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  • His actions were supposed to be reasonable. It's all irrelevant for the defendant to claim that the medical treatment he gave B was the right one. His perception or what he thinks was okay is irrelevant since expectations are; he must act reasonably. It doesn't matter here if A considers his conduct fine; the standard is what would be expected of a reasonable person in medical profession. Standard of care in negligence doesn't result to absolute duty in prevention of injury. Duty instead amounts to what the reasonable person is supposed to do to prevent injury from occurring.

    Reasonable test would be used here so that it can be decided what would be the reasonable behavior of A. In this case, the court would consider several factors. Special characteristics of A defendant , special characteristics of B claimant , how far it was practical to prevent this risk and magnitude of this risk. For A, he is a doctor and thus he has special skills profession. Law expects a doctor to exhibit competency standards just like another doctor would do.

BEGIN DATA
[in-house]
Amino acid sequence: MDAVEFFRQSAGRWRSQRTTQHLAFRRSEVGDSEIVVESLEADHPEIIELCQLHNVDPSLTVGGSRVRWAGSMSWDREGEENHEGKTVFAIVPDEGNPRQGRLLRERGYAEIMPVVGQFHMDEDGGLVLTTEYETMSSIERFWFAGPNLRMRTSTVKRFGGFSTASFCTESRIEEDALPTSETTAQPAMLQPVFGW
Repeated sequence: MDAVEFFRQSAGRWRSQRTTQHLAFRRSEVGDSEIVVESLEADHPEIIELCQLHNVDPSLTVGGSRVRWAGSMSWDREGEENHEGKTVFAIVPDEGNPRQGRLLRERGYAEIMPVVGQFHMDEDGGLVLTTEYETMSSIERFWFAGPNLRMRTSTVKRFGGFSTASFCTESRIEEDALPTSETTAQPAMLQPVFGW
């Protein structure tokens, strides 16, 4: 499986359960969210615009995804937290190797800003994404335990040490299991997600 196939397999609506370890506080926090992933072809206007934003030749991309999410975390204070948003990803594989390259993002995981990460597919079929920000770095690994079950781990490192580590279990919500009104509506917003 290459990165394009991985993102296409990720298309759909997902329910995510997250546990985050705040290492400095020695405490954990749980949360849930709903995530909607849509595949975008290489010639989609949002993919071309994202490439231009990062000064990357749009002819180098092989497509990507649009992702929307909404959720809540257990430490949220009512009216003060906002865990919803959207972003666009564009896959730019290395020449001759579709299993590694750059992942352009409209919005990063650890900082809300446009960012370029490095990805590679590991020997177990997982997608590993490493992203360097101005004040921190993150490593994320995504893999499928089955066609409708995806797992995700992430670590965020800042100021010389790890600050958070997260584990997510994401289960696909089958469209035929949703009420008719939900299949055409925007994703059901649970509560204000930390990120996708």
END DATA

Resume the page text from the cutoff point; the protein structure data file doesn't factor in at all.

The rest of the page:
This amounts to reasonable behavior. This same standard would apply even if the defendant was inexperienced or experienced. In Nettleship v. Weston , it was ruled that a learner driver was judged against standards of competent driver. Weston's inexperience could not be used as an excuse that her driving was below expected standard from a competent driver. Weston was thus considered negligent as her negligent act resulted in damage.


    In the case of A vs. B, A would be held negligent as he has acted below the expected competence level. When considering the claimant B , the court would have expected A reasonable person to look into incapacity or special characteristics which would have increased the injury.

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    Magnitude of the risk would also be considered. This incorporates chance of the damage occurring and then the seriousness of the resultant damage.